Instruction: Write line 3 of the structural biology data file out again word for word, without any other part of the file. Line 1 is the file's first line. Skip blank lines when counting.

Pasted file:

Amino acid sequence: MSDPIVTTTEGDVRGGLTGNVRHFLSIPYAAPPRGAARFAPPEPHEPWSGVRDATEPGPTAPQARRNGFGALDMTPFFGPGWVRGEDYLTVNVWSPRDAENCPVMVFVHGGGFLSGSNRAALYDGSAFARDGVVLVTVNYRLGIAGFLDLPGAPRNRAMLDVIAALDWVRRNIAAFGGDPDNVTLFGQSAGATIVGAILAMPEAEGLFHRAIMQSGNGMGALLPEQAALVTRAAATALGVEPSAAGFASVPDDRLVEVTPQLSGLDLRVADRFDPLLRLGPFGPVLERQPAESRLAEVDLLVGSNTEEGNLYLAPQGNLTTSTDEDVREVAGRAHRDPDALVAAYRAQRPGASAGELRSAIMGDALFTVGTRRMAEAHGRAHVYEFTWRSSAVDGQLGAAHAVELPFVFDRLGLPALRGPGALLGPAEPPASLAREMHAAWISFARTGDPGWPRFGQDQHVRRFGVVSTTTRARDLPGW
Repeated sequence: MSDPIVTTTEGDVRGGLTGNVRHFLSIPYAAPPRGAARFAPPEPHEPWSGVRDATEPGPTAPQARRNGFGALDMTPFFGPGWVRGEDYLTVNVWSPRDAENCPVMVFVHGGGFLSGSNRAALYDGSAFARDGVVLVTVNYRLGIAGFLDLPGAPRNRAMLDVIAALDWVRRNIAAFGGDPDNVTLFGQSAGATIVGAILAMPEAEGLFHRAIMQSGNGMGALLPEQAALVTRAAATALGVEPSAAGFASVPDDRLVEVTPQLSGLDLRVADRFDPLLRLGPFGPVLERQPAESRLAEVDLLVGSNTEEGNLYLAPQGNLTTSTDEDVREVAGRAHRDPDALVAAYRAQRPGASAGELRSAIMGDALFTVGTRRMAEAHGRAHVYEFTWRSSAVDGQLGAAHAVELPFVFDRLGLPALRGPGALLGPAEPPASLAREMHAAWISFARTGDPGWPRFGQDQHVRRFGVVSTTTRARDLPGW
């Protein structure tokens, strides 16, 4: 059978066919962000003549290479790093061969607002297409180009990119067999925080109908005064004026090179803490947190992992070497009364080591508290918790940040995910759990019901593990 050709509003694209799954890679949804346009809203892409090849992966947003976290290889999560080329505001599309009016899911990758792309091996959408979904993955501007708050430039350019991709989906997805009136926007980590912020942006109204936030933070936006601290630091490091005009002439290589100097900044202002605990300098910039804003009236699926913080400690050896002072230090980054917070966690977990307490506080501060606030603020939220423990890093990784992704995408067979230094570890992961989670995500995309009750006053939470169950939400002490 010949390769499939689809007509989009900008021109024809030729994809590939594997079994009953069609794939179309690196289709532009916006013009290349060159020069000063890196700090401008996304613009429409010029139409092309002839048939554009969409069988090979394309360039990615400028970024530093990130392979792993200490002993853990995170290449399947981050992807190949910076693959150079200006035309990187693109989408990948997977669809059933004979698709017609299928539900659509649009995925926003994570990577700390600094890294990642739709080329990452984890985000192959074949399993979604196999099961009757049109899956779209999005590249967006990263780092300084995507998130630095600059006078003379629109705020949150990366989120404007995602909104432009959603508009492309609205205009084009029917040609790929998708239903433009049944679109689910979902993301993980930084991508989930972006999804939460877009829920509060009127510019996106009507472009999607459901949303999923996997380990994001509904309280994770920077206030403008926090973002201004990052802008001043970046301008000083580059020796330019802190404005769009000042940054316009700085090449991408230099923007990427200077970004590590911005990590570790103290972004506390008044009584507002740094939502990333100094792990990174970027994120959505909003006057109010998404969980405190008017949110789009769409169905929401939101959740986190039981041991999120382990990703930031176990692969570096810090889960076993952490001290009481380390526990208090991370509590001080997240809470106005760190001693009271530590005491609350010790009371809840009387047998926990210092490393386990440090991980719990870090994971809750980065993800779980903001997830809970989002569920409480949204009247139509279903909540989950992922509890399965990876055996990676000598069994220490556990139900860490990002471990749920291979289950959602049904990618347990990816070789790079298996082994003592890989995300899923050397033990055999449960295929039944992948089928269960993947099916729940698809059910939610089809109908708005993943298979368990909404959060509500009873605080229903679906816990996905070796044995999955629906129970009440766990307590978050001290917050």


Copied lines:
């Protein structure tokens, strides 16, 4: 059978066919962000003549290479790093061969607002297409180009990119067999925080109908005064004026090179803490947190992992070497009364080591508290918790940040995910759990019901593990 050709509003694209799954890679949804346009809203892409090849992966947003976290290889999560080329505001599309009016899911990758792309091996959408979904993955501007708050430039350019991709989906997805009136926007980590912020942006109204936030933070936006601290630091490091005009002439290589100097900044202002605990300098910039804003009236699926913080400690050896002072230090980054917070966690977990307490506080501060606030603020939220423990890093990784992704995408067979230094570890992961989670995500995309009750006053939470169950939400002490 010949390769499939689809007509989009900008021109024809030729994809590939594997079994009953069609794939179309690196289709532009916006013009290349060159020069000063890196700090401008996304613009429409010029139409092309002839048939554009969409069988090979394309360039990615400028970024530093990130392979792993200490002993853990995170290449399947981050992807190949910076693959150079200006035309990187693109989408990948997977669809059933004979698709017609299928539900659509649009995925926003994570990577700390600094890294990642739709080329990452984890985000192959074949399993979604196999099961009757049109899956779209999005590249967006990263780092300084995507998130630095600059006078003379629109705020949150990366989120404007995602909104432009959603508009492309609205205009084009029917040609790929998708239903433009049944679109689910979902993301993980930084991508989930972006999804939460877009829920509060009127510019996106009507472009999607459901949303999923996997380990994001509904309280994770920077206030403008926090973002201004990052802008001043970046301008000083580059020796330019802190404005769009000042940054316009700085090449991408230099923007990427200077970004590590911005990590570790103290972004506390008044009584507002740094939502990333100094792990990174970027994120959505909003006057109010998404969980405190008017949110789009769409169905929401939101959740986190039981041991999120382990990703930031176990692969570096810090889960076993952490001290009481380390526990208090991370509590001080997240809470106005760190001693009271530590005491609350010790009371809840009387047998926990210092490393386990440090991980719990870090994971809750980065993800779980903001997830809970989002569920409480949204009247139509279903909540989950992922509890399965990876055996990676000598069994220490556990139900860490990002471990749920291979289950959602049904990618347990990816070789790079298996082994003592890989995300899923050397033990055999449960295929039944992948089928269960993947099916729940698809059910939610089809109908708005993943298979368990909404959060509500009873605080229903679906816990996905070796044995999955629906129970009440766990307590978050001290917050």